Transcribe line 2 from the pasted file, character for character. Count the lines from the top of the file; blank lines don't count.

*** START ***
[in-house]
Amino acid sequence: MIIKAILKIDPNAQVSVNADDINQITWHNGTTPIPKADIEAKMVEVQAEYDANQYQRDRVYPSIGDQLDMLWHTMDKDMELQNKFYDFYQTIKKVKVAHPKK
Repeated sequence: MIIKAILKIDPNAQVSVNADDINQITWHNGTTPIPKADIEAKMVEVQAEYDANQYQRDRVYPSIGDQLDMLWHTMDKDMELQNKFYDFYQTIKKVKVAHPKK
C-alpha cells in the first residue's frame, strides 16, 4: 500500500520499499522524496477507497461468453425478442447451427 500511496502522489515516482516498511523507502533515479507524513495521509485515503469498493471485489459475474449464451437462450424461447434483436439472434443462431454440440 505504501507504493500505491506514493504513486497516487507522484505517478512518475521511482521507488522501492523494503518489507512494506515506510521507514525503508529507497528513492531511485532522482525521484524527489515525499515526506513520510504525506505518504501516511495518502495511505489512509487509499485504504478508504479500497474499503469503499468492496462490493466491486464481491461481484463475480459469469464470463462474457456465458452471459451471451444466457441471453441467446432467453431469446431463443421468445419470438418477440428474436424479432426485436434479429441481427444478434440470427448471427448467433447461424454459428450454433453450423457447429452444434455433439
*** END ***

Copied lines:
Amino acid sequence: MIIKAILKIDPNAQVSVNADDINQITWHNGTTPIPKADIEAKMVEVQAEYDANQYQRDRVYPSIGDQLDMLWHTMDKDMELQNKFYDFYQTIKKVKVAHPKK